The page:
Tuesday, July 14, 2009

Death of That Which Did Not Live

Goodbye to my fakey Facebook account, M______. A friend and I used to call these secondary mock-ups "shadow accounts," for when we wanted to air grievances but not have them attached to us. A more enduring term (circa 1953) has been "sock puppet," referring to a false identity set up to deceive.

I never deceived anyone with M______. It was strictly a gaming account--some of my friends on my genuine Facebook account don't like to play games and complain when, twice a year, I invite them to join in. I created a fakey account, befriended strangers, and bulked up my support in the various online games. That's the thing: in many of these games, you cannot succeed or even progress without increasing your entourage. Many of these games are created by marketers or sponsored by them, so they have a vested interest in coercing as many unwilling players as possible to sample their wares. It sucks, but then again, nothing in life is truly free.

I had a pretty good thing going with M______. The games were getting very far and I started to reach up into the upper levels. Unfortunately, that's where the petty, vindictive fucks with nothing else to do lurk, and they wait for someone to show up so they can bully them all to hell. They impede your progress, they deplete your resources, they taunt and insult you, and then they swear vengeance when you do anything to defend/retaliate. That's pretty much the end of the game for me.

Fashion Wars was the worst, for that. Anyone who says that a government run by women would be at all superior to our current patriarchal system needs a crash educational course in trying to get anywhere in Fashion Wars. There's a wall you hit, when you start to come into some real power and, subsequently, attract the notice of the real heavy hitters in the game. (There's a second wall, which I never reached, where you lose the bulk of your defenses and the game introduces a structure which makes it easier for bullies to isolate and torment you repeatedly, indefinitely. I cannot imagine why someone would write that into a game.) If you peer into their accounts, they are mainly white trash women from 17 to 55 years of age. They form alliances and betray them rapidly, then swear vengeance when they are likewise betrayed. They are too willing to take offense at anything around them, and every struggle they're engaged in is evidence of how the world is slanted against them. And that's outside of Fashion Wars--in the game it's ten times worse because they actually have real-world time which translates to in-game power. They form dynasties and clans, and they start up campaigns to systematically harass players they dislike for whatever reason. When I was thus targeted, I quit that game.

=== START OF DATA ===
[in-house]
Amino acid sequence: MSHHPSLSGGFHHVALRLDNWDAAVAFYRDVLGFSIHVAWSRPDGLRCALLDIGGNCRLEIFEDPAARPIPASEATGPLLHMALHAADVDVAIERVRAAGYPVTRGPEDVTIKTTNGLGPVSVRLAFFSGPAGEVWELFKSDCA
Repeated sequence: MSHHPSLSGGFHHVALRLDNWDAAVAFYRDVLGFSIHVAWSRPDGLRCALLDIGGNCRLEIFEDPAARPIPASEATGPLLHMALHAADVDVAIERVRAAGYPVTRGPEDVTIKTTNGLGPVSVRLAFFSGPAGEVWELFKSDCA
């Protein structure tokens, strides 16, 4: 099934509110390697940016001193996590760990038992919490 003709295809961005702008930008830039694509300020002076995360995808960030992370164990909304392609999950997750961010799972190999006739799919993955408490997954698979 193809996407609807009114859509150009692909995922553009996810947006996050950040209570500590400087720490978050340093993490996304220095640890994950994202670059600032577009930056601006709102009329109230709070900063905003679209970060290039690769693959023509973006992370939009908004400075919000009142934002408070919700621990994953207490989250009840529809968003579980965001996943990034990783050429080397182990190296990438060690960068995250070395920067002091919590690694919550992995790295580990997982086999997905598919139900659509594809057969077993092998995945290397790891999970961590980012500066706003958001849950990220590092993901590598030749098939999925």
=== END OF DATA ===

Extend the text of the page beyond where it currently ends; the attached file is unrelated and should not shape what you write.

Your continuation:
It's started up again in another game, though, where a player four times as powerful as me has been killing my character off several times a day over successive days. There's no defense against it, there's no recourse (the game developers are supremely disinterested in this game dynamic), and there's no reason for him to stop. Even though his gain is minimal, the harassment is a real psychological weapon that I can't cope with. Right this minute, if someone gave me a wooden baseball bat and teleported me to a spot just behind the person who has made a small career of harassing me, ideally while they were logged on at their computer, I think I would hospitalize that person. I don't have it in me to kill him, but I would take a lot of joy in breaking him into pieces. I would enjoy his shock and revel in his helplessness, and I would bathe in his agony. It would not be quick, either, I would not swiftly disable him. I would give him ample reason to deeply, sincerely regret his life decisions, and then continue to torture him for several more hours. I wouldn't get tired of it any time soon and I would remind him every five minutes why this is happening. I would also make it very hard for him to go online again.

That's an unreasonable reaction and so I know it's time to quit the game. For that matter, I'm no longer interested in any of the other Facebook games: once you have a steady supply of support and can generate enough energy to completely quests and gain levels, you've essentially won the game. The game never becomes some other model where you need to rethink your strategy. It just repeats itself, making the obstacles larger and the goals more distant, but it is essentially the same thing you started with. Nitrous Racing was more interesting in that there was some judgment to your actions, and there was some amusing storytelling involved in the game (and if someone was repeatedly attacking you, it was never apparent), and I'll miss that game. I got very far in it with the M______ account, but like I said, many of my friends don't enjoy these little games and I will never have a large enough group to get very far in that game with my main account.

The only thing there is to do is terminate M______ and give up playing games on Facebook. Yes, there's Farkle, for which you do not need a large group, but that is only an exercise in frustration.

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